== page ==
North Cascades Ecoregion and Birding Sites
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The North Cascades Ecoregion includes the Cascade Mountains west from the Cascade crest and north from the South Fork Snoqualmie River drainage (I-90 corridor). Its lower limit is approximately the 1,000-foot contour, a few miles east of the Puget Trough communities of Sumas, Sedro-Woolley, Arlington, Granite Falls, Sultan, and North Bend. It extends northwest into British Columbia.
The North Cascades of Washington compose a highly dissected mountain terrain created by volcanic activity continuing into recent times. The two tallest volcanoes, Mount Baker and Glacier Peak, last erupted as recently as 10,000 - 12,000 years ago. Mountain peaks over 10,000 feet plunge quickly into valleys as low as 500 feet above sea level, cut out by ancestors of the vast glaciers that still sprawl in the northern part of the region. Glacially carved U-shaped valleys and cirques are therefore prominent features. Some of these have been dammed to form large reservoirs, notably Ross and Baker Lakes, and there are also many smaller, natural lakes. The major river systems of the region - Snoqualmie, Skykomish, Stillaguamish, Skagit, and Nooksack - flow toward Puget Sound.
High precipitation typifies this ecoregion. Huge masses of water-logged clouds come out of the ocean and slam into the mountain range most of the year. Valley bottoms, near the western edge of the region, are typically dry, more Sierra-like in climate and receiving less than 50 inches of rain a year, while higher elevations receive over 100 inches, mostly in the form of snow from October through April. At higher elevations, 20 feet of snow on the ground is standard during the winter. Temperatures are mild in the valleys all year, but the higher mountains are cool in summer and very cold in winter, with permanent snow and ice at high elevations.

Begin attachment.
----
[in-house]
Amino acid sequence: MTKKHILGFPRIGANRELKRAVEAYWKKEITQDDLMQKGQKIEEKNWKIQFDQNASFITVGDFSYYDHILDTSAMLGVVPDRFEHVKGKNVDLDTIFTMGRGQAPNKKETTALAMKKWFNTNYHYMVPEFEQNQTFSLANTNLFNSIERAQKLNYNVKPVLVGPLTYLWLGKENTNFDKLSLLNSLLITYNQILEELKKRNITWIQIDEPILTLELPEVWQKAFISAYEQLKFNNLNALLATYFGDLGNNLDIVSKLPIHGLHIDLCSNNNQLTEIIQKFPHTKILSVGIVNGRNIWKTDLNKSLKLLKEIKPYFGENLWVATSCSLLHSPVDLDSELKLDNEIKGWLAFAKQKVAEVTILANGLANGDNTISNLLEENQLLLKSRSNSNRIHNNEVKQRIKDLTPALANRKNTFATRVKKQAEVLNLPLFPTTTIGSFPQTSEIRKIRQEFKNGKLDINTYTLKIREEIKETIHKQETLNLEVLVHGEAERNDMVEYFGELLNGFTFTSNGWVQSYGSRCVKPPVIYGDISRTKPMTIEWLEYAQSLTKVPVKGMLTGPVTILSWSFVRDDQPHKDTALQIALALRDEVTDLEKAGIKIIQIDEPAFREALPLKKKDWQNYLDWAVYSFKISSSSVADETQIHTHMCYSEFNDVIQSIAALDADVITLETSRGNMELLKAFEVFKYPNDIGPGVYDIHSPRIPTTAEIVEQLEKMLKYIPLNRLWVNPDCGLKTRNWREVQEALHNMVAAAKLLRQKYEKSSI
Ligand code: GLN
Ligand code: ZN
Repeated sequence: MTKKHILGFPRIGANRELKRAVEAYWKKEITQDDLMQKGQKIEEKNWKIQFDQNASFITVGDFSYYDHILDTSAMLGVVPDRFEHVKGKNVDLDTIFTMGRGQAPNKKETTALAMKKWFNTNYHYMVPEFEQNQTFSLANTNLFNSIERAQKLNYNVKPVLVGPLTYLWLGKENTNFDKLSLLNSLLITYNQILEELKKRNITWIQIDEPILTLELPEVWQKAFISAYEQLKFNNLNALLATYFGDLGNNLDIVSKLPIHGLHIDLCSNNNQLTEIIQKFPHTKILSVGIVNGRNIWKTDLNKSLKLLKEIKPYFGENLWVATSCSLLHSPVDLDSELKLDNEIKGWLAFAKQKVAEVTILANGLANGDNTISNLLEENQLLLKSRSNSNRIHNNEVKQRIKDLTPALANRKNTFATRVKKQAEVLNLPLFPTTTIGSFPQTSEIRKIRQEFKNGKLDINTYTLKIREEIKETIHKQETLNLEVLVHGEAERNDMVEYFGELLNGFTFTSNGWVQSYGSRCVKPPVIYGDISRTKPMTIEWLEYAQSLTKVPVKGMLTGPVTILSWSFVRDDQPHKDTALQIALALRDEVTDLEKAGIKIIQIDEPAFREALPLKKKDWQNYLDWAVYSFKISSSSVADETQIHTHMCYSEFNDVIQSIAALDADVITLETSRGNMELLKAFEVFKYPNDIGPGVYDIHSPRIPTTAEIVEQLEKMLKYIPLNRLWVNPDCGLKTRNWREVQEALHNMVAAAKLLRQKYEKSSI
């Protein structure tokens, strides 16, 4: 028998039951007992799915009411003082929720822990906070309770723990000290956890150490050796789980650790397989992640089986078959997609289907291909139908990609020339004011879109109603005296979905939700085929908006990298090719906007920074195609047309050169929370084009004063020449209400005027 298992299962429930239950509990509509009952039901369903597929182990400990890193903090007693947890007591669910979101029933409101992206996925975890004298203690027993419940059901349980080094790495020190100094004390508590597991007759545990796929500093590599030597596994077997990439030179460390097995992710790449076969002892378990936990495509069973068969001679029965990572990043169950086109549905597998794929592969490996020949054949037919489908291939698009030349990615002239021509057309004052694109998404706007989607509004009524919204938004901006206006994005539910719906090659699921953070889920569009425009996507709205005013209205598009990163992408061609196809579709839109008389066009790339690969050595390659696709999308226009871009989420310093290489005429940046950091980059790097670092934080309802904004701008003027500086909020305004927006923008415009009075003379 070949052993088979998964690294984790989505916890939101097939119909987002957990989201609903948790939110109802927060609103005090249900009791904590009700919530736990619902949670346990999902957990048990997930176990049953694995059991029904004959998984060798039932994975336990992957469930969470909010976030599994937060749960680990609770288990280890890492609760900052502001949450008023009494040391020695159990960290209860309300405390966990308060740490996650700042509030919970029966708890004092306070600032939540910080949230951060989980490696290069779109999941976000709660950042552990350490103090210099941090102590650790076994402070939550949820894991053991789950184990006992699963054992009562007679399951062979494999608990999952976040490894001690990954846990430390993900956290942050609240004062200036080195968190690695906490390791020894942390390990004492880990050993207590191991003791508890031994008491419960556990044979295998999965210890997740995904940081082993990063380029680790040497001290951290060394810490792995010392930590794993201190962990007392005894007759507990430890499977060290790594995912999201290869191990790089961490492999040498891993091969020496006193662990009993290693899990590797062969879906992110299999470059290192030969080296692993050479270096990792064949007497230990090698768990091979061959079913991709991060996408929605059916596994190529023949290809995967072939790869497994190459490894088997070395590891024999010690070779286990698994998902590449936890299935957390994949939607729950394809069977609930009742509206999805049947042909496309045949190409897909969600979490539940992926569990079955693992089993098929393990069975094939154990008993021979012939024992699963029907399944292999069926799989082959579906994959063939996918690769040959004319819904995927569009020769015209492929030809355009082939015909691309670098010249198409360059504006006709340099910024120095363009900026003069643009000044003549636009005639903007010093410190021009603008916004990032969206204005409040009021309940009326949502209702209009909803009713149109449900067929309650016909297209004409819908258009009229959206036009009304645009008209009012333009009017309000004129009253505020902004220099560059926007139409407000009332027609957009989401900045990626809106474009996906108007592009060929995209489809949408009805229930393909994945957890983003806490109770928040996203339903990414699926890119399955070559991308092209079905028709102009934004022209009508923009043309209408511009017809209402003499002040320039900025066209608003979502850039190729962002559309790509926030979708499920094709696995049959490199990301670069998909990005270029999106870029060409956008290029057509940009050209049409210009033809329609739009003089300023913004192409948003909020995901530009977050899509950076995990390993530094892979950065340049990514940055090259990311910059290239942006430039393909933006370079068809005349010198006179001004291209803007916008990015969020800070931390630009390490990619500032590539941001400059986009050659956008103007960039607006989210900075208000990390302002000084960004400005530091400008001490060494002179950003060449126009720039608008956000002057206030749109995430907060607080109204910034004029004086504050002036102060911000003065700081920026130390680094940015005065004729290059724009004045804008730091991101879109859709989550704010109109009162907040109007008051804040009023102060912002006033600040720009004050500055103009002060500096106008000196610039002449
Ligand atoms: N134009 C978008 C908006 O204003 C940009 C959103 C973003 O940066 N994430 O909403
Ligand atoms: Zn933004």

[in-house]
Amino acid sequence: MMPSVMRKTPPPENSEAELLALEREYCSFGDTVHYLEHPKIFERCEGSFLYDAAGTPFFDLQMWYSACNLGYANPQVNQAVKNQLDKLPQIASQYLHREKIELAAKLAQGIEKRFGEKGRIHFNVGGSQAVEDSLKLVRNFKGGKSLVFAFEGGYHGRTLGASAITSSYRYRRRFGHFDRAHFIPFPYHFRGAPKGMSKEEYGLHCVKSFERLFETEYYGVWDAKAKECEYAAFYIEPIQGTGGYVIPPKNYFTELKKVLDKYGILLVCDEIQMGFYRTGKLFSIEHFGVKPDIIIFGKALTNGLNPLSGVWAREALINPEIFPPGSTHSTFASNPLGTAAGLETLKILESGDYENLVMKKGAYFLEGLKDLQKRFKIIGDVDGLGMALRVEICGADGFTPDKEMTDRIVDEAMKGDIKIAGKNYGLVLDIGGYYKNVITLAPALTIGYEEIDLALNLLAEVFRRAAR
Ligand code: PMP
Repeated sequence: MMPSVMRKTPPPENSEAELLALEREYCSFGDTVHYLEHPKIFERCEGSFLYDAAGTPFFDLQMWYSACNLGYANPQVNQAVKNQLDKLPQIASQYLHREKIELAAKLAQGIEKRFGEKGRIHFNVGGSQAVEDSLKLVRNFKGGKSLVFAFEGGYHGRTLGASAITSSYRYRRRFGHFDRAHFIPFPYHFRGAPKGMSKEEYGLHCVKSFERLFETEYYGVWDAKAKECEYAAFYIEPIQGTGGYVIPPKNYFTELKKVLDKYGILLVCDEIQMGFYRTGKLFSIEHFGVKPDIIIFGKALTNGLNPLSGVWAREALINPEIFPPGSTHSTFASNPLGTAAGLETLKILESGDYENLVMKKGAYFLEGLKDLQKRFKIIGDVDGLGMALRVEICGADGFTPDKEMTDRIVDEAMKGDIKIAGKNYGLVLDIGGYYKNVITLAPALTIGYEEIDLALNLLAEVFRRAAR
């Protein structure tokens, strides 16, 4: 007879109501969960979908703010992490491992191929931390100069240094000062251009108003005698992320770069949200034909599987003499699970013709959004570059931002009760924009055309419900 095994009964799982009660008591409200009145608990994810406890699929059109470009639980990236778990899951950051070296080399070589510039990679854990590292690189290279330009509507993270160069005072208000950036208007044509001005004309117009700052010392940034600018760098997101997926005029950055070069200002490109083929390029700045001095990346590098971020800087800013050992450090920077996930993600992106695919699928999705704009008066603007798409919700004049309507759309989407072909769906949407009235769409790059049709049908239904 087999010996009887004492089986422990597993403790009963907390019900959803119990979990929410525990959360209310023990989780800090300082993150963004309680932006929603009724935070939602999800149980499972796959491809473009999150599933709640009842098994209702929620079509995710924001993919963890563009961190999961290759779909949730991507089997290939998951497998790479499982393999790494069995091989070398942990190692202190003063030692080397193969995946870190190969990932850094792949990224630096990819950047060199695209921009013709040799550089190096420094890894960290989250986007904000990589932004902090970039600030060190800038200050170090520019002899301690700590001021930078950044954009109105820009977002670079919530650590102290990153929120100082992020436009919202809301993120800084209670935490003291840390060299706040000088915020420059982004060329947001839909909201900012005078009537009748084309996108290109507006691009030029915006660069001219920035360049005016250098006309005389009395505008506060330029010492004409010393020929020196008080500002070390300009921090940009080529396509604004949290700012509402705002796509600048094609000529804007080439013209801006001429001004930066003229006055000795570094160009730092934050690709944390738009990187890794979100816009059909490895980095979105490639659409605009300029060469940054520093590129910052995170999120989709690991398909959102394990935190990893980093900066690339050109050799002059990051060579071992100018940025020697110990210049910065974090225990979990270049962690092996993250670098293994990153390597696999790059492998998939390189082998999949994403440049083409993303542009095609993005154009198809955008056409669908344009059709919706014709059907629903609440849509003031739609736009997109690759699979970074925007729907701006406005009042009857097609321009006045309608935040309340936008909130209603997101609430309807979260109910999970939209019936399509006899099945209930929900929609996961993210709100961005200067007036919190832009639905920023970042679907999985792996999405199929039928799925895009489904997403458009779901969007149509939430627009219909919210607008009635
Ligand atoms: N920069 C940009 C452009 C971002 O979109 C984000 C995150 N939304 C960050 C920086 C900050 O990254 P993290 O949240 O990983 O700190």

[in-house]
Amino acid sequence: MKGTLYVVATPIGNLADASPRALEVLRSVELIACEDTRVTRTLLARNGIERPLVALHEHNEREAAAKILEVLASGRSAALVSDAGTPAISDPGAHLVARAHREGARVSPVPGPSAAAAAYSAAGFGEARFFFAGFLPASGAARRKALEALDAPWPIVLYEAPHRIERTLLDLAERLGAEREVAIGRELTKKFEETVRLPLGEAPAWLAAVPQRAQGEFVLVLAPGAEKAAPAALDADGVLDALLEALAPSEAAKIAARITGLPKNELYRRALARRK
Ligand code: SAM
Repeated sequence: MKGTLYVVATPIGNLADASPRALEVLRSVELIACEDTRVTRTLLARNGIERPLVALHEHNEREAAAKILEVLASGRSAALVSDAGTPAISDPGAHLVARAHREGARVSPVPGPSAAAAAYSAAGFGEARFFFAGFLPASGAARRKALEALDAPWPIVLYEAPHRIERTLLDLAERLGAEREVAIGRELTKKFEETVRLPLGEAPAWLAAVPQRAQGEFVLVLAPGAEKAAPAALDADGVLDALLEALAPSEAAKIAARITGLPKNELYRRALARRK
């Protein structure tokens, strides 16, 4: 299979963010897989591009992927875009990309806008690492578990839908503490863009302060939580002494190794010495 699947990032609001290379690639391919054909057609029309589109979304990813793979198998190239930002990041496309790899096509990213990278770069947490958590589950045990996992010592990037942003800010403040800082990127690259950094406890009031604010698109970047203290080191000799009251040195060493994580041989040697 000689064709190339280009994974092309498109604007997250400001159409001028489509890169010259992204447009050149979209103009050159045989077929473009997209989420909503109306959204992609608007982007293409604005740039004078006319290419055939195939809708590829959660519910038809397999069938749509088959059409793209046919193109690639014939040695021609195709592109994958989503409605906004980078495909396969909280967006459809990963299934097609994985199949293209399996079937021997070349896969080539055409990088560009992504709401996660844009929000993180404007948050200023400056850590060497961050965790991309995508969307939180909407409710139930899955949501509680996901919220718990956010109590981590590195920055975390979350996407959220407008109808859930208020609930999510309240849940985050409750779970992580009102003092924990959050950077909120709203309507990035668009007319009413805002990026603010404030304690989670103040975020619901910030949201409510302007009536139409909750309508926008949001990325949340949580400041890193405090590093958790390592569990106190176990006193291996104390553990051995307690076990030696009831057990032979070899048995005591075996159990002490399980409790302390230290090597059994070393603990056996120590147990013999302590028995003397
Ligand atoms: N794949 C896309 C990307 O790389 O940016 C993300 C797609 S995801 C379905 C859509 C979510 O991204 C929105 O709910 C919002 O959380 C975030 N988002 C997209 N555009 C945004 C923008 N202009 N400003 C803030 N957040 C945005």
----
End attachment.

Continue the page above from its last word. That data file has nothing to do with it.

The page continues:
The vegetation in this ecoregion is stratified by both elevation and amount of precipitation. At low elevations, the predominant trees are western hemlock, Douglas-fir, and western red cedar, with a dense understory of ferns and shrubs such as salal and huckleberries, exactly as the Puget Trough Ecoregion. Forests at middle elevations are composed mainly of Pacific silver fir and western hemlock, with lodgepole pine, larches, Engelmann spruce, and Douglas-fir locally abundant and many of the same shrubs that dominate the lowlands. At higher elevations, forests of mountain hemlock and subalpine fir alternate with open parklands. Above the treeline, alpine heaths, meadows, and fell fields are interspersed with barren rock, ice, and snow. The region also contains forested and open wetlands, riparian areas with broadleaf trees, and avalanche chutes dominated by Sitka alder, vine maple, and blueberries.
More than 96 percent uninhabited and uncultivated, the North Cascades show the lowest human impact of any of the state's terrestrial ecoregions. Large areas are protected in North Cascades National Park, Ross Lake National Recreation Area, and several wilderness areas, but logging has occurred widely at lower elevations. Recreation associated with natural environments (hunting, fishing, hiking, snowmobiling) may have minor effects on bird populations.